An Old Fashioned Girl by Louisa May Alcott is a great book as well for a bit older middle schooler. It compares two young girls who grow up together, Fanny and Polly. Fanny grew up rich and spoiled while Polly grew up simply, valuing people and experiences over things. Polly grows up being much happier than Fanny until Fanny learns Polly's ways and finds happiness as well. It also discusses the family dynamic, and how hard Fanny's dad must work and how little they get to see him as a result of him trying to provide for their lifestyle. There is a surprise at the end when the family that was once rich loses everything. We see how hard it is for everyone in Fanny's family but Fanny to transition because she had been learning from Polly about how to live a happy life as they were growing up together. 

A book for older girls that is of a similar philosophy is Little Women also by Louisa May Allcot. The girls didn't focus on the material possessions of the world. Their parents raised them to be strong educated women. It does discuss the desire for riches so they could have what they want but that is quickly shot down because they would much rather have a strong family than a family that worries about keeping up with the Joneses. I also recommend the movie!


The last book that I can suggest talks directly about minimalism. It is Joshua Beckers book Living with Less: an unexpected key to happiness. A review of all Joshua Becker's writing is soon to come so keep an eye out for that. This is a book for students probably 5th grade and above. It is written very simply so that everyone can understand Joshua's thesis of promoting the things that you love. It also takes a Christian view on the subject and talks about his own path to minimalism.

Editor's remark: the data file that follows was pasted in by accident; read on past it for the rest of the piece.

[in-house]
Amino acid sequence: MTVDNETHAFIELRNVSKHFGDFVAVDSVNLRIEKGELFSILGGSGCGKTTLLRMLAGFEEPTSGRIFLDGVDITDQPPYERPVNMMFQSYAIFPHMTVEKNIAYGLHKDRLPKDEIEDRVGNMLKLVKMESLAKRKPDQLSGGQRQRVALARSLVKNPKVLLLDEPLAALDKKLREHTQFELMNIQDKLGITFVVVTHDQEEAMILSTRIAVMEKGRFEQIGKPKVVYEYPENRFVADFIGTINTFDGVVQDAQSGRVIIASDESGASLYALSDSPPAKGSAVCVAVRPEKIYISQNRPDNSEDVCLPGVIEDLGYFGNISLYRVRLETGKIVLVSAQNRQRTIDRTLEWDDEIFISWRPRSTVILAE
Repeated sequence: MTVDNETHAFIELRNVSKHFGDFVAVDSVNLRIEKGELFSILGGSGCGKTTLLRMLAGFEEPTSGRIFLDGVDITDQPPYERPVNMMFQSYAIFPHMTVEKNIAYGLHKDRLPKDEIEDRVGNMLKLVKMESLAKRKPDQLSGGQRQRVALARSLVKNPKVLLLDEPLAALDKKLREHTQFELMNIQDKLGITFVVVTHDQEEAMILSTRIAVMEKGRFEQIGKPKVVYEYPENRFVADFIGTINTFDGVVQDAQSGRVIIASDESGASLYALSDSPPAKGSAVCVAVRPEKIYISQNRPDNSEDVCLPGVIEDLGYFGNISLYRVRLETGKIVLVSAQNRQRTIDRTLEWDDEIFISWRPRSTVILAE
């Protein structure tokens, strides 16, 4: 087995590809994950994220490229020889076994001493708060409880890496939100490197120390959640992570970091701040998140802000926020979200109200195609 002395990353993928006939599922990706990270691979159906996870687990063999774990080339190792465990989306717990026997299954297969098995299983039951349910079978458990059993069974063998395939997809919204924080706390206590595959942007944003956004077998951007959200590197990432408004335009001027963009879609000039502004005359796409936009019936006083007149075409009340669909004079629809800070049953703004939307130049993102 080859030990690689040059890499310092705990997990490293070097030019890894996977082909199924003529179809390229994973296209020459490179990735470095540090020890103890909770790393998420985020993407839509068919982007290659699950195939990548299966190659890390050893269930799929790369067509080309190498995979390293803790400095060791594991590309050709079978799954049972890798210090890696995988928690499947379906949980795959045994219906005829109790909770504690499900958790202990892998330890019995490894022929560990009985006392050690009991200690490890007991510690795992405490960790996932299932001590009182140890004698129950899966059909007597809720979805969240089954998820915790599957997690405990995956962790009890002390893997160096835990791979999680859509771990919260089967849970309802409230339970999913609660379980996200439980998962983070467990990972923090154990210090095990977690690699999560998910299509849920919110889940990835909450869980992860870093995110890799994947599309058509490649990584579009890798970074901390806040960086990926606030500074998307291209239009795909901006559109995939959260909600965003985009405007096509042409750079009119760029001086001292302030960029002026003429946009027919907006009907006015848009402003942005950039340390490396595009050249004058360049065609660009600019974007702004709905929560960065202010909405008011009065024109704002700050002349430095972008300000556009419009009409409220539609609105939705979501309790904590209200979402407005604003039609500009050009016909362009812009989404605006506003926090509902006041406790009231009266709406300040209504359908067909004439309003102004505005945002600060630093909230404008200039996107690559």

If you are trying to instill some good values in your kids there are some good TV series that actually have some healthy content. Let me just mention my top three as I will write a longer post about this in the near feature.

For those of you with very young children, Disney Junior just came out with a great new princess named, Sofia. It is about the journey of Sofia the First who is learning how to be a princess. The main storyline is about two families becoming one, and Sofia finding her place in both the family, her friend circle, and the world. It showcases the themes of true friendship, adventure, and values. You can watch it on TV if you get the Disney Junior channel, on demand with xfinity,  and it is currently on Netflix.


As mentioned before I love Little House on the Prairie and I just discovered the series. The younger years are very interesting but you must remember that life back then was very difficult so there are some deaths. It also brings up hot topics of the time such as the relationships with the Indians of the land, women's right to vote, and the traditional place of men and women in their married roles, just to name a few. Please read the description of the episodes before putting them on. As with the books, as you progress into the series the topics become more adult, so be vigilant. However, overall they tell the great story of a family that always tries to do the right thing; who values and respects God, the family, and all human and animal life.

Boy Meets World is another one of my favorites. This series takes us along as the Matthews family grows up. It shows us a happy growing family and friend dynamic, and talks about real issues in the world via Cory's best friend, Shaun, who hasn't had the easiest life. I believe that there are a lot of good lessons in this series but as with any series where the main character grows up, the topics become more complex and adult like so as I said before read the descriptions of the episodes. 

I believe that these books and series really promote what is important about life which is people and demonstrating true friendship and values. I hope you enjoy my suggestions and leave your feedback below, or give some more suggestions of things that you think promote and inspire simple living, and a happy life for children and young adults.